(4,Prerna,Tripathi,21,9848022330,Pune)

(5,Sagar,Joshi,23,9848022336,Bhubaneswar)

(6,Monika,sharma,23,9848022335,Chennai)

c. Filtering Operators

To generate specified data transformations based on the column data, we use the FOREACH operator.

  • Syntax

So, the syntax of FOREACH operator.

grunt> Relation_name2 = FOREACH Relatin_name1 GENERATE (required data);
  • Example

Let’s suppose we have a file named Employee_details.txt in the HDFS directory /pig_data/.

Employee_details.txt
001,mehul,chourey,21,9848022337,Hyderabad
002,Ankur,Dutta,22,9848022338,Kolkata
003,Shubham,Sengar,22,9848022339,Delhi
004,Prerna,Tripathi,21,9848022330,Pune
005,Sagar,Joshi,23,9848022336,Bhubaneswar
006,Monika,sharma,23,9848022335,Chennai
007,pulkit,pawar,24,9848022334,trivandrum
008,Roshan,Shaikh,24,9848022333,Chennai

Also, with the relation name Employee_details, we have loaded this file into Pig.

grunt> Employee_details = LOAD 'hdfs://localhost:9000/pig_data/Employee_details.txt' USING PigStorage(',')
  as (id:int, firstname:chararray, lastname:chararray,age:int, phone:chararray, city:chararray);

Now, using the foreach operator, let us now get the id, age, and city values of each Employee from the relation Employee_details and store it into another relation named foreach_data.

grunt> foreach_data = FOREACH Employee_details GENERATE id,age,city;
  • Verification

Also, using the DUMP operator, verify the relation foreach_data.

grunt> Dump foreach_data;
  • Output

By displaying the contents of the relation foreach_data, it will produce the following output.

(1,21,Hyderabad)

(2,22,Kolkata)

(3,22,Delhi)

(4,21,Pune)

(5,23,Bhubaneswar)

(6,23,Chennai)

(7,24,trivandrum)

(8,24,Chennai)

v. Sorting: Apache Pig Operators

These are of two types,

  1. Order By
  2. Limit

Let’s discuss both in detail:

a. ORDER BY operator

To display the contents of a relation in a sorted order based on one or more fields, we use the ORDER BY operator.

  • Syntax

So, the syntax of the ORDER BY operator is-

grunt> Relation_name2 = ORDER Relatin_name1 BY (ASC|DESC);
  • Example

Let’s suppose we have a file named Employee_details.txt in the HDFS directory /pig_data/.

Employee_details.txt

001,mehul,chourey,21,9848022337,Hyderabad

002,Ankur,Dutta,22,9848022338,Kolkata

003,Shubham,Sengar,22,9848022339,Delhi

004,Prerna,Tripathi,21,9848022330,Pune

005,Sagar,Joshi,23,9848022336,Bhubaneswar

006,Monika,sharma,23,9848022335,Chennai

007,pulkit,pawar,24,9848022334,trivandrum

008,Roshan,Shaikh,24,9848022333,Chennai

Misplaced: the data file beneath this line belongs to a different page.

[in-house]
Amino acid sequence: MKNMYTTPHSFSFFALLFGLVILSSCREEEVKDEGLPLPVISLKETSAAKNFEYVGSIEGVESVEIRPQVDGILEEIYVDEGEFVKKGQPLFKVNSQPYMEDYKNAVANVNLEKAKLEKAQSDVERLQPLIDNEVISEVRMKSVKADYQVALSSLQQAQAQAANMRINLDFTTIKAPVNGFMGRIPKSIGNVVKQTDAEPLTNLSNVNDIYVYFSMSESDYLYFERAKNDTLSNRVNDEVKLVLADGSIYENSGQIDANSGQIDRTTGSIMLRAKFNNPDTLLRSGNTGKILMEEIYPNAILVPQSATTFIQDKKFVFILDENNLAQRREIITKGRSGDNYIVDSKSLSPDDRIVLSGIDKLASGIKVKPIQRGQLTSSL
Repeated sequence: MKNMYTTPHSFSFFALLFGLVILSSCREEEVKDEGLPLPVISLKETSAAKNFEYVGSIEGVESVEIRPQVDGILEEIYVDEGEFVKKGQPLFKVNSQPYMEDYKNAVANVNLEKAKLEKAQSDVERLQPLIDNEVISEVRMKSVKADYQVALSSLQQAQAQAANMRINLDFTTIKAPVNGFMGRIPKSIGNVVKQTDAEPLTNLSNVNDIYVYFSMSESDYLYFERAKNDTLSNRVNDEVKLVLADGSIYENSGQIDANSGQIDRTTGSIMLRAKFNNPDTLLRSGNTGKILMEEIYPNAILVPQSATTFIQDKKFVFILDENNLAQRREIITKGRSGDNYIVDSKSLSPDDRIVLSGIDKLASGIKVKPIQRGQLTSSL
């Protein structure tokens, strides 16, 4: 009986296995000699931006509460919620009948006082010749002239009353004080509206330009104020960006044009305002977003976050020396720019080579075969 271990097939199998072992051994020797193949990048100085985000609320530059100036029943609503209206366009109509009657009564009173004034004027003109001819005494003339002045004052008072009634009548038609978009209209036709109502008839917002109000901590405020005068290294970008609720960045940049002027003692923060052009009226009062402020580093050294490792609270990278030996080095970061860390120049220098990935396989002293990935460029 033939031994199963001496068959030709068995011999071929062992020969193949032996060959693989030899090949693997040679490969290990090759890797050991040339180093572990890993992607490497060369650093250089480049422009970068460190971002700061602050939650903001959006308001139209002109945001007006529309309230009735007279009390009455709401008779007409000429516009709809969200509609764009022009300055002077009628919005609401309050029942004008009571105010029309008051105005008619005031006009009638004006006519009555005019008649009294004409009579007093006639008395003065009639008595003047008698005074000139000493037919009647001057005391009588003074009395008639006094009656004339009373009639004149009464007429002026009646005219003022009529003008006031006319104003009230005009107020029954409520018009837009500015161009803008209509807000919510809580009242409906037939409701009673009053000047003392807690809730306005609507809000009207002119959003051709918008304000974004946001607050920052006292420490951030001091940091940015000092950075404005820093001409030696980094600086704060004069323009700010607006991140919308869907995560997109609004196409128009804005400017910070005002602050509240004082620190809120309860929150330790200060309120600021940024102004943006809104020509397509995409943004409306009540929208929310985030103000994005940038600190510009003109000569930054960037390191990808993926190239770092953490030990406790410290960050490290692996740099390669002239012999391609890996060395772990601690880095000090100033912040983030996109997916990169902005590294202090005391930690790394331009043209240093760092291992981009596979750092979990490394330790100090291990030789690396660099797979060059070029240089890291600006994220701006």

Also with the relation name Employee_details, we have loaded this file into Pig.

grunt> Employee_details = LOAD 'hdfs://localhost:9000/pig_data/Employee_details.txt' USING PigStorage(',')
  as (id:int, firstname:chararray, lastname:chararray,age:int, phone:chararray, city:chararray);

Now, on the basis of the age of the Employee let’s sort the relation in a descending order. Then using the ORDER BY operator store it into another relation named order_by_data.

grunt> order_by_data = ORDER Employee_details BY age DESC;
  • Verification

Further, using the DUMP operator verify the relation order_by_data.

grunt> Dump order_by_data;
  • Output

By displaying the contents of the relation order_by_data, it will produce the following output.

(8,Roshan,Shaikh,24,9848022333,Chennai)

(7,pulkit,pawar,24,9848022334,trivandrum)

(6,Monika,sharma,23,9848022335,Chennai)

(5,Sagar,Joshi,23,9848022336,Bhubaneswar)

(3,Shubham,Sengar,22,9848022339,Delhi)

(2,Ankur,Dutta,22,9848022338,Kolkata)

(4,Prerna,Tripathi,21,9848022330,Pune)

(1,Mehul,Chourey,21,9848022337,Hyderabad)

b. LIMIT operator

In order to get a limited number of tuples from a relation, we use the LIMIT operator.

  • Syntax

So, the syntax of the LIMIT operator is-

grunt> Result = LIMIT Relation_name required number of tuples;
  • Example

Assume that we have a file named Employee_details.txt in the HDFS directory /pig_data/ as shown below.

Employee_details.txt
001,mehul,chourey,21,9848022337,Hyderabad
002,Ankur,Dutta,22,9848022338,Kolkata
003,Shubham,Sengar,22,9848022339,Delhi
004,Prerna,Tripathi,21,9848022330,Pune
005,Sagar,Joshi,23,9848022336,Bhubaneswar
006,Monika,sharma,23,9848022335,Chennai
007,pulkit,pawar,24,9848022334,trivandrum
008,Roshan,Shaikh,24,9848022333,Chennai

Also, with the relation name Employee_details, we have loaded this file into Pig.

grunt> Employee_details = LOAD 'hdfs://localhost:9000/pig_data/Employee_details.txt' USING PigStorage(',')
  as (id:int, firstname:chararray, lastname:chararray,age:int, phone:chararray, city:chararray);

Now, on the basis of age of the Employee let’s sort the relation in descending order. Then using the ORDER BY operator store it into another relation named limit_data.

grunt> limit_data = LIMIT Employee_details 4;
  • Verification

Further, using the DUMP operator, verify the relation limit_data.

grunt> Dump limit_data;
  • Output

By displaying the contents of the relation limit_data, it will produce the following output.

(1,mehul,chourey,21,9848022337,Hyderabad)

(2,Ankur,Dutta,22,9848022338,Kolkata)

(3,Shubham,Sengar,22,9848022339,Delhi)

(4,Prerna,Tripathi,21,9848022330,Pune)

This was all on Apache Pig Operators.

4. Conclusion: Apache Pig Operators

As a result, we have seen all the Apache Pig Operators in detail, along with their Examples. However, if any query occurs, feel free to share.

See Also,

Hadoop MapReduce Job Execution flow Chart

For Reference>>